There are many reasons for shoulder pain
- Frozen Shoulder
- Impingement Syndrome
- Painful Arc Syndrome
- Poor posture
- Rotator Cuff strains and tears
- Arthritic shoulders
Many of these conditions have a similar pain pattern. We can help you to accurately diagnose your condition and advise you on on whether Osteopathic treatment and exercises are appropriate in your case.
I use the Neil-Asher defrost programme for treating frozen shoulders. This is a non-invasive way of treating this painful condition that reduces pain and increases movement without forcing the shoulder joint.
A study at Addenbrooks Hospital showed this technique to have an 85% success rate in reducing pain and increasing movement in this debilitating condition.
What is a frozen shoulder?
Frozen shoulder or adhesive capsulitis is a debilitating condition which can come on for little or no reason. The shoulder joint stiffens and becomes extremely painful. It affects between 2 and 5 % of the population. It tends to affect people mostly between the ages of 40 and 60. About 12% of people will have it in both shoulders. It is more likely to occur if you are diabetic and can sometimes occur after surgical treatment for breast cancer.
Frozen shoulders usually pass through 3 stages
The freezing stage which is very painful both in the day and at night time therefore disturbing sleep. Pain can be deep in the shoulder or on the outer arm and often there is a catching sensation on certain movements. Alongside the pain the shoulder becomes stiffer. This may last from 3 to 8 months.
The frozen stage where the pain is still present but usually a little less intense but the shoulder is now very restricted. So much so that personal hygiene and hair care can become a real chore. This stage may last from 4 to 12 months.
The thawing stage when movement is regained although not always to its previous level and the pain is diminished. This may last from 4 to 12 months.
How does the Neil-Asher technique work?
Our shoulder joints rely on smooth co-ordinated movements between several muscle groups. With a frozen shoulder there is a mass of inflammation in the joint capsule and around the biceps tendon.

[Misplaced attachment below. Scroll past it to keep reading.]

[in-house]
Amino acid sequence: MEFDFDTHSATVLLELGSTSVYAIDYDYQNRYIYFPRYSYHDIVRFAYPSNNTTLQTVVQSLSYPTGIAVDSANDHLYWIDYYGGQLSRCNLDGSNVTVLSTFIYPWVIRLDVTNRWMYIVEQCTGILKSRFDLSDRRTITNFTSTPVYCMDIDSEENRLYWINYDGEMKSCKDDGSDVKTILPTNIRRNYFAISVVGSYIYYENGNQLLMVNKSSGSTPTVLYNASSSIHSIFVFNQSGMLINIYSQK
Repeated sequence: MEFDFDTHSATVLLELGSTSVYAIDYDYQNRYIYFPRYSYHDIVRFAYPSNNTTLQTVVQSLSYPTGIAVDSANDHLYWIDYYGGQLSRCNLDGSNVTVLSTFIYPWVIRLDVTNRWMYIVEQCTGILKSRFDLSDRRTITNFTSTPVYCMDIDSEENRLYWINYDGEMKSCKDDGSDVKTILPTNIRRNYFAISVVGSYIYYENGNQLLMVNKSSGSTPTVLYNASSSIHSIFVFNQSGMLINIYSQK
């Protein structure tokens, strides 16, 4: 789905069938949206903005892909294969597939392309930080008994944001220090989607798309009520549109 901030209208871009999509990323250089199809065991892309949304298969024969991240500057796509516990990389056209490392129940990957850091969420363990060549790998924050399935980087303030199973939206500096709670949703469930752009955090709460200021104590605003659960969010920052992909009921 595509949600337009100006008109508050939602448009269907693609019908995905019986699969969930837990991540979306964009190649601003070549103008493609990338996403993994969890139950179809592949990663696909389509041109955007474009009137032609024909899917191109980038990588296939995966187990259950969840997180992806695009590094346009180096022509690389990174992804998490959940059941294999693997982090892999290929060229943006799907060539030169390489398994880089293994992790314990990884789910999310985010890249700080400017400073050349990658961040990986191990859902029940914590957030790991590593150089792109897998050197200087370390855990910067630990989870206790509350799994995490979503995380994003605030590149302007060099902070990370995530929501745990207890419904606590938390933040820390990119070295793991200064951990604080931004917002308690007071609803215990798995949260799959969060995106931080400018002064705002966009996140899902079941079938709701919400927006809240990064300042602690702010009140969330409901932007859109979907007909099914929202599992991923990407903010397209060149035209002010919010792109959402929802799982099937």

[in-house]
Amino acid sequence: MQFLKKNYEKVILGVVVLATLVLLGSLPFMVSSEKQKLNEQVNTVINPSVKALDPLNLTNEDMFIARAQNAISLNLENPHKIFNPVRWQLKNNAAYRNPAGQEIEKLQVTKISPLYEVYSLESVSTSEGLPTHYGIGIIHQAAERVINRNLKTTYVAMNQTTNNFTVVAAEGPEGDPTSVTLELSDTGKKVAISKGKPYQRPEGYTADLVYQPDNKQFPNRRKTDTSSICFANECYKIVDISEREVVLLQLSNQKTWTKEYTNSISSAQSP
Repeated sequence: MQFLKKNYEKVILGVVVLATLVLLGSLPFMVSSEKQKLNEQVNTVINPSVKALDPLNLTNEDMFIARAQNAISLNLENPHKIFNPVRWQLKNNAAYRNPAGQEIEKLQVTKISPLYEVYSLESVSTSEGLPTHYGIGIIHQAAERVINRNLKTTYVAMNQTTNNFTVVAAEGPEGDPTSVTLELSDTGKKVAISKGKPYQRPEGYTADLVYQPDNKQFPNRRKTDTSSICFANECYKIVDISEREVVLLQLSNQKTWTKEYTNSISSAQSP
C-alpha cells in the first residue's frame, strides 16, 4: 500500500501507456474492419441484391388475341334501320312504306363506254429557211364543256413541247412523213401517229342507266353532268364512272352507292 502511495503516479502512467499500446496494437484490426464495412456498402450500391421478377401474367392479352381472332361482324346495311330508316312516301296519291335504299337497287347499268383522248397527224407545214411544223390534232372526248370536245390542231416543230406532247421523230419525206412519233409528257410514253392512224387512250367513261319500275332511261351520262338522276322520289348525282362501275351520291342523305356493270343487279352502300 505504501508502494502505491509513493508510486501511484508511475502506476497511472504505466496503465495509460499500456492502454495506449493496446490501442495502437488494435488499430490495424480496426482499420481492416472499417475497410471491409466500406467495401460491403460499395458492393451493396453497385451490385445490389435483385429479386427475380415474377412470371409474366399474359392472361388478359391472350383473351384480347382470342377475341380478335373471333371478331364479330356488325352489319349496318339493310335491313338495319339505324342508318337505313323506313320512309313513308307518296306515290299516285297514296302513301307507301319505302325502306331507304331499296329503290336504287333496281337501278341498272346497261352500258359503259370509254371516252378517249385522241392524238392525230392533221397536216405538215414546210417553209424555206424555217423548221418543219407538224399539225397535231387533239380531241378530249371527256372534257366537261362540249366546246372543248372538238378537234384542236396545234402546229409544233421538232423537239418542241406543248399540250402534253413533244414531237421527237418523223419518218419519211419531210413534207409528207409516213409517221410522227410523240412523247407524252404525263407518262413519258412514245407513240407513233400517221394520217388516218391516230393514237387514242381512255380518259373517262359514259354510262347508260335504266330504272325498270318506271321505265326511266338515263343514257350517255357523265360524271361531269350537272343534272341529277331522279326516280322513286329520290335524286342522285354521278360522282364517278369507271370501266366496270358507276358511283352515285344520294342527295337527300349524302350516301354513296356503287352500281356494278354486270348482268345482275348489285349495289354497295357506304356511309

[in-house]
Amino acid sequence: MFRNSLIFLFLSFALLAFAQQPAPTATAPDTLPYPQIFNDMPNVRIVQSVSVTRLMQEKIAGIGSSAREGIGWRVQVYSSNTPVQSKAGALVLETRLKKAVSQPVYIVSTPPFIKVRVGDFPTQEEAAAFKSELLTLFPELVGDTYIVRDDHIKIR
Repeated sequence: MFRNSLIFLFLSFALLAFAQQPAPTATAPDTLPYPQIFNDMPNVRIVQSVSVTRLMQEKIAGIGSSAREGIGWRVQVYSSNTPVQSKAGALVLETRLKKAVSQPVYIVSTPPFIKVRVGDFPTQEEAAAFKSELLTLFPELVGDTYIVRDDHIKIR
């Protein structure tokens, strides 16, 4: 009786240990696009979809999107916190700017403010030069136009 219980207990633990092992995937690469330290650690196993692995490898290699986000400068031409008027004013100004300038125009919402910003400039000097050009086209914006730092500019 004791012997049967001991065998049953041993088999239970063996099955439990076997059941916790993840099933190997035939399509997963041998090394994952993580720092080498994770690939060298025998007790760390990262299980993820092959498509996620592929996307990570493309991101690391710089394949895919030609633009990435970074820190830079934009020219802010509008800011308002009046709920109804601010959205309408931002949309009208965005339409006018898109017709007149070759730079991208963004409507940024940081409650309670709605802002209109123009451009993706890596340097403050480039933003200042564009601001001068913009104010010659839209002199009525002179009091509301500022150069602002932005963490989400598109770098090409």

This technique ‘fools’ the body/brain into healing itself by addressing the two main components of the problem – pain and stiffness.
Initially the technique aims to significantly reduce the pain, by treating the swelling around various shoulder tendons (especially the biceps tendon).
Following this, the technique moves on to improve the range of shoulder motion by stimulating a unique sequence of reflexes hidden within the muscles. By using a series of massage and joint movements that trigger reflex responses in a specific order to give the brain feedback to reset the signals to the shoulder muscles to allow them to co-ordinate and function more normally again.
How does it differ from conventional treatments?
Conventional treatment is usually anti inflammatories, physical therapy to decrease muscle spasm and trying to push the shoulder into a greater range of movement. The next step is cortisone injections and if this fails in persistent cases manipulation under anaesthetic may be suggested. This is not always successful and is usually a last resort.
We do not force the arm; instead you keep it still whilst we apply the pressure, our treatment can still be painful, especially in the early freezing phase, but it is no worse than the pain of the frozen shoulder. Depending how long you have had the problem and which phase you are in, results can be seen in as few as 4 sessions (range 4 –13). The results can be dramatic and fast and the method is ‘totally natural’.
We believe it should be the first line of treatment before injections and or surgery.
I normally require a full hour for your first consultation. At each visit I will take measurements of your range of movement so that I can assess your progress accurately.
A large part of the healing process is ensuring that you do the correct movements and exercises for the stage that you are in. I will advise you on what exercises and stretches to do and when.